Human rights hearing proceeds: Waiter argues his French culture behind firing

Guillaume Rey began working for Cara Operations at one of its Milestones restaurants in Vancouver

A waiter in B.C. who is disputing his firing argues his French culture led to his dismissal.

Guillaume Rey appealed to the B.C. Human Rights Tribunal, which has rejected the restaurant’s request that the matter be thrown out, instead sending the case to a full hearing.

The tribunal says Rey should have the chance to explain why his French culture could be misinterpreted as violating the restaurant’s workplace respect policy.

Rey began working for Cara Operations at one of its Milestones restaurants in Vancouver in 2015, and performance appraisals show he “received great feedback from guests,” but was also warned about a tendency to be “combative and aggressive.”

The tribunal ruling says management approached Rey several times about his attitude toward co-workers, but Rey alleges senior staff told him more than once that his culture might cause other staff to view him as aggressive — comments that were denied by the general manager of Milestones.

Rey was fired in August 2017 after he admonished a more junior waiter in a manner the restaurant manager describes as “aggressive,” but which Rey says was “very professional.”

In a ruling dated March 7, tribunal member Devyn Cousineau says both sides agree Rey’s behaviour at work led to his termination, but almost everything else is in dispute.

The restaurant says Rey’s ”aggressive tone and nature with others” violated

Milestones’ respect-in-the-workplace policy.

Rey says he was fired for his “direct, honest and professional personality,” and “high standards learned in the French hospitality industry.”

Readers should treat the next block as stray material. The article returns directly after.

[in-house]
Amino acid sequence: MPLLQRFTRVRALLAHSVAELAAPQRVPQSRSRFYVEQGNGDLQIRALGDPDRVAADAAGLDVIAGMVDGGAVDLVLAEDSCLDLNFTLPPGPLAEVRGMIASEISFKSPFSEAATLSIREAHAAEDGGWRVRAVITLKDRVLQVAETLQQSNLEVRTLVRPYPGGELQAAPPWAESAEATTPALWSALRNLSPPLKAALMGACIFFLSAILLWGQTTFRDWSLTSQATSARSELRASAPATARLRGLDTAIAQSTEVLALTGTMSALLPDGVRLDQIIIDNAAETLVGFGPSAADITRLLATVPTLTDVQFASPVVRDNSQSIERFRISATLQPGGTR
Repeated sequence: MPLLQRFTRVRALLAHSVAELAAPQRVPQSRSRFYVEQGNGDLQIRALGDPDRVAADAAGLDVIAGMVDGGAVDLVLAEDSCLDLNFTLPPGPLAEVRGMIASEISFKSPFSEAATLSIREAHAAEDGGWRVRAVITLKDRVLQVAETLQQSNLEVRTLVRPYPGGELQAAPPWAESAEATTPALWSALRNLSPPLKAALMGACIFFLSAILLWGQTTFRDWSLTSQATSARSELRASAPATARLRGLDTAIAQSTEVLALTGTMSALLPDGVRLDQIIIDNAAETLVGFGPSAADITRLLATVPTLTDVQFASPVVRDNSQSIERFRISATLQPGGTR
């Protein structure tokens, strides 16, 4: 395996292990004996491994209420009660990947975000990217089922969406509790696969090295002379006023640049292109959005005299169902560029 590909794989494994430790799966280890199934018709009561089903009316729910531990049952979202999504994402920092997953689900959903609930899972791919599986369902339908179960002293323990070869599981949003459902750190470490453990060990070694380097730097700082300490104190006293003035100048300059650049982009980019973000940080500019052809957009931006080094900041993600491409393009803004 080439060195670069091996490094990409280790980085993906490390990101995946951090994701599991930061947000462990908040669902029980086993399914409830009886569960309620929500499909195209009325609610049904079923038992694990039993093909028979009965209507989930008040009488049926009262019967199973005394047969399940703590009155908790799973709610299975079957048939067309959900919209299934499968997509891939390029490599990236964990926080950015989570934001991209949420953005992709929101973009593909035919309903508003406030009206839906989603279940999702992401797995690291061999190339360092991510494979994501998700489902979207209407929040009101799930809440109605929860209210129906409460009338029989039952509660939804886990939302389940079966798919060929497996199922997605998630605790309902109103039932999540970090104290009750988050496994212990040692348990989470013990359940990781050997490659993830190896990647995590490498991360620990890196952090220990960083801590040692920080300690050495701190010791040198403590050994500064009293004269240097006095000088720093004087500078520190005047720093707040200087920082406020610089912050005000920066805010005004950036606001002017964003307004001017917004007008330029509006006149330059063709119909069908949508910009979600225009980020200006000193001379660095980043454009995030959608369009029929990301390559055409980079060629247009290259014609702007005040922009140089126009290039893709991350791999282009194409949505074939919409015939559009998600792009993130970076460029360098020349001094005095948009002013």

Details provided by both sides are too sparse to determine what behaviour Rey engaged in or “whether the restaurant’s management and staff unfairly judged (his) behaviour through the lens of a stereotype,” Cousineau writes.

He mentions comments allegedly made by the general manager that could prove Rey’s culture was held against him, but also says Milestones is entitled to enforce a workplace respect policy and terminate anyone who falls below set standards.

“Mr. Rey will have to explain what it is about his French heritage that would result in behaviour that people misinterpret as a violation of workplace standards of acceptable conduct,” Cousineau says.

He has ordered a full hearing, but adds: “This decision is no prediction of its likelihood of success.”

The Canadian Press

Like us on Facebook and follow us on Twitter.

Just Posted

Mount Moresby Adventure Camp aims to protect trails, ecosystems with expanded tenure

New tenure boundaries would also allow MMAC to rebuild lakeside dock for campers and general public

Court to rule on Husby injunction against protest at Collison Point

A B.C. Supreme Court judge will soon decide whether to grant an… Continue reading

Masset RCMP seek man wanted for assault

Masset police are seeking a man who faces two charges of assault.… Continue reading

Fishing Haida Gwaii: Watching for herring spawn on Haida Gwaii’s west coast

By Darrell Oike Haawa for all the fish caught this week. We… Continue reading

Lt.-Gov. Guichon believes she made the right decision

Outgoing Lt.-Gov Judith Guichon said her most memorable moments weren’t surrounding the election

How to keep local news visible in your Facebook feed

Facebook has changed the news feed to emphasize personal connections. You might see less news.

Time to let go for BC bears, otters, bobcat

Northern Lights Wildlife shelter near Smithers set to release orphaned animals this spring.

VIDEO: Smokers talk pot rules at annual 4-20 event

Annual pot protest-meets-festival in Vancouver attracted hundreds to vendors, concert

New funds, recruits set to alleviate B.C. sheriff shortage

The Government of British Columbia announced new sheriff graduates, funding for more classes

Video: RCMP investigation gets a deer little photobomb

Princeton RCMP were conducting a drug investigation in Princeton which a deer strolled through

Farnworth says five years too long for feds to deal with organized crime in medical pot

Needs to be dealt with much sooner than that, B.C. Public Safety Minister says

UPDATED: Unions, CP Rail come to agreement, avoiding work stoppage

Locomotive engineers, conductors and signals specialists seeking new collective agreements.

B.C. woman known to hitchhike around province missing

Aislynn Hanson, 18, last seen April 13; known to travel throughout B.C. by hitchhiking

Most Read